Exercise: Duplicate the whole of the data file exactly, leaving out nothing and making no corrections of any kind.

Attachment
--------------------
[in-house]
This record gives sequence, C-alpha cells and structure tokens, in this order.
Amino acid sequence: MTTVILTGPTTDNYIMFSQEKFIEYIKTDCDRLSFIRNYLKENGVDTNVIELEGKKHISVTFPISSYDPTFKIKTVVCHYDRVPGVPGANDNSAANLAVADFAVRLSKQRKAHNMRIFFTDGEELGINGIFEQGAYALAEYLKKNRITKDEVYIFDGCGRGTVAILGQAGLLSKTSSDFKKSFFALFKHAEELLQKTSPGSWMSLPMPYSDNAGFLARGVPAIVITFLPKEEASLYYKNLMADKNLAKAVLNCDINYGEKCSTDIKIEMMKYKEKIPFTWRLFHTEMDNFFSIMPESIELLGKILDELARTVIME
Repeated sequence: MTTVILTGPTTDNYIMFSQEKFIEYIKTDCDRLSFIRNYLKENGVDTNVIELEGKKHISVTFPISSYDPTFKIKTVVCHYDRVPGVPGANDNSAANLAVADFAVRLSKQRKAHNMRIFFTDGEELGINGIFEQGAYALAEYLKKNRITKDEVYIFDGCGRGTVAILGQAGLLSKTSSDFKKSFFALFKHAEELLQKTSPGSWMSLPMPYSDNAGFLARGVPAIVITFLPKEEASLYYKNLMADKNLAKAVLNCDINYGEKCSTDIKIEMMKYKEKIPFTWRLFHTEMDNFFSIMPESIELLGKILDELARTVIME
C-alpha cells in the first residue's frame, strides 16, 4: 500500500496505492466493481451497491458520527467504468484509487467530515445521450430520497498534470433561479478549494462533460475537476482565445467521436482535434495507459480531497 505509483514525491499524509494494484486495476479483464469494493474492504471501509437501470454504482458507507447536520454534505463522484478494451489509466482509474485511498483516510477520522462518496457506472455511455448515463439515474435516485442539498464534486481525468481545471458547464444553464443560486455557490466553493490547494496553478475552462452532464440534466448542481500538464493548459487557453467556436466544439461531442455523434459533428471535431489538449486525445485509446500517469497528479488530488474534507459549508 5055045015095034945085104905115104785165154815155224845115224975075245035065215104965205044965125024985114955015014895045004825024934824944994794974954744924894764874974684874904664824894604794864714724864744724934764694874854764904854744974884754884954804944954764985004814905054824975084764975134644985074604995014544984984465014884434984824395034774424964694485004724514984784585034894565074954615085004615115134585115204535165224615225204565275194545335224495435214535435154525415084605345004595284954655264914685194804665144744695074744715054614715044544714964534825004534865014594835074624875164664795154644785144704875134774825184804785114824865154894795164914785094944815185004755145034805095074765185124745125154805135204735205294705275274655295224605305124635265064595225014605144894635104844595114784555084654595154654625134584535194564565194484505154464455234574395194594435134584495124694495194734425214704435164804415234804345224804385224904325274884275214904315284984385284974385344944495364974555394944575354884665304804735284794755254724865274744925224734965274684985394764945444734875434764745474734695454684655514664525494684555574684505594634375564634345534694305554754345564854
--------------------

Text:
[in-house]
This record gives sequence, C-alpha cells and structure tokens, in this order.
Amino acid sequence: MTTVILTGPTTDNYIMFSQEKFIEYIKTDCDRLSFIRNYLKENGVDTNVIELEGKKHISVTFPISSYDPTFKIKTVVCHYDRVPGVPGANDNSAANLAVADFAVRLSKQRKAHNMRIFFTDGEELGINGIFEQGAYALAEYLKKNRITKDEVYIFDGCGRGTVAILGQAGLLSKTSSDFKKSFFALFKHAEELLQKTSPGSWMSLPMPYSDNAGFLARGVPAIVITFLPKEEASLYYKNLMADKNLAKAVLNCDINYGEKCSTDIKIEMMKYKEKIPFTWRLFHTEMDNFFSIMPESIELLGKILDELARTVIME
Repeated sequence: MTTVILTGPTTDNYIMFSQEKFIEYIKTDCDRLSFIRNYLKENGVDTNVIELEGKKHISVTFPISSYDPTFKIKTVVCHYDRVPGVPGANDNSAANLAVADFAVRLSKQRKAHNMRIFFTDGEELGINGIFEQGAYALAEYLKKNRITKDEVYIFDGCGRGTVAILGQAGLLSKTSSDFKKSFFALFKHAEELLQKTSPGSWMSLPMPYSDNAGFLARGVPAIVITFLPKEEASLYYKNLMADKNLAKAVLNCDINYGEKCSTDIKIEMMKYKEKIPFTWRLFHTEMDNFFSIMPESIELLGKILDELARTVIME
C-alpha cells in the first residue's frame, strides 16, 4: 500500500496505492466493481451497491458520527467504468484509487467530515445521450430520497498534470433561479478549494462533460475537476482565445467521436482535434495507459480531497 505509483514525491499524509494494484486495476479483464469494493474492504471501509437501470454504482458507507447536520454534505463522484478494451489509466482509474485511498483516510477520522462518496457506472455511455448515463439515474435516485442539498464534486481525468481545471458547464444553464443560486455557490466553493490547494496553478475552462452532464440534466448542481500538464493548459487557453467556436466544439461531442455523434459533428471535431489538449486525445485509446500517469497528479488530488474534507459549508 5055045015095034945085104905115104785165154815155224845115224975075245035065215104965205044965125024985114955015014895045004825024934824944994794974954744924894764874974684874904664824894604794864714724864744724934764694874854764904854744974884754884954804944954764985004814905054824975084764975134644985074604995014544984984465014884434984824395034774424964694485004724514984784585034894565074954615085004615115134585115204535165224615225204565275194545335224495435214535435154525415084605345004595284954655264914685194804665144744695074744715054614715044544714964534825004534865014594835074624875164664795154644785144704875134774825184804785114824865154894795164914785094944815185004755145034805095074765185124745125154805135204735205294705275274655295224605305124635265064595225014605144894635104844595114784555084654595154654625134584535194564565194484505154464455234574395194594435134584495124694495194734425214704435164804415234804345224804385224904325274884275214904315284984385284974385344944495364974555394944575354884665304804735284794755254724865274744925224734965274684985394764945444734875434764745474734695454684655514664525494684555574684505594634375564634345534694305554754345564854